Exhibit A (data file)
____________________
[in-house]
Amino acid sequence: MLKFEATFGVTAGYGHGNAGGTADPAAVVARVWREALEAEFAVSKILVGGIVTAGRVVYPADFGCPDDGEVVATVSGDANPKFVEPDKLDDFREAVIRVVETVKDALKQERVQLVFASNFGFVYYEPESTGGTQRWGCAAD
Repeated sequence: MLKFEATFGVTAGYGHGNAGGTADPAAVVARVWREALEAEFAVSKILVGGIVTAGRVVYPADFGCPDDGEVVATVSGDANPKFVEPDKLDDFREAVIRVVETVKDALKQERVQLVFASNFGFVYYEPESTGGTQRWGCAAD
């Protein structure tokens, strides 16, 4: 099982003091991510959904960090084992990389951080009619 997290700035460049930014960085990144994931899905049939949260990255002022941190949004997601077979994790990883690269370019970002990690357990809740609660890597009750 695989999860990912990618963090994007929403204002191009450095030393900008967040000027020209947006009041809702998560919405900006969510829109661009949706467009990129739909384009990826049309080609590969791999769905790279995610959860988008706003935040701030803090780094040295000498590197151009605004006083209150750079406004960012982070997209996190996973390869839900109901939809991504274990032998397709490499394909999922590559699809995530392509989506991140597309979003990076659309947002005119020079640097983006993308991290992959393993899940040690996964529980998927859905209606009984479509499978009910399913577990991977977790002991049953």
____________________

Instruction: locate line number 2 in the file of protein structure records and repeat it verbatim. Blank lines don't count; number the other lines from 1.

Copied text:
Amino acid sequence: MLKFEATFGVTAGYGHGNAGGTADPAAVVARVWREALEAEFAVSKILVGGIVTAGRVVYPADFGCPDDGEVVATVSGDANPKFVEPDKLDDFREAVIRVVETVKDALKQERVQLVFASNFGFVYYEPESTGGTQRWGCAAD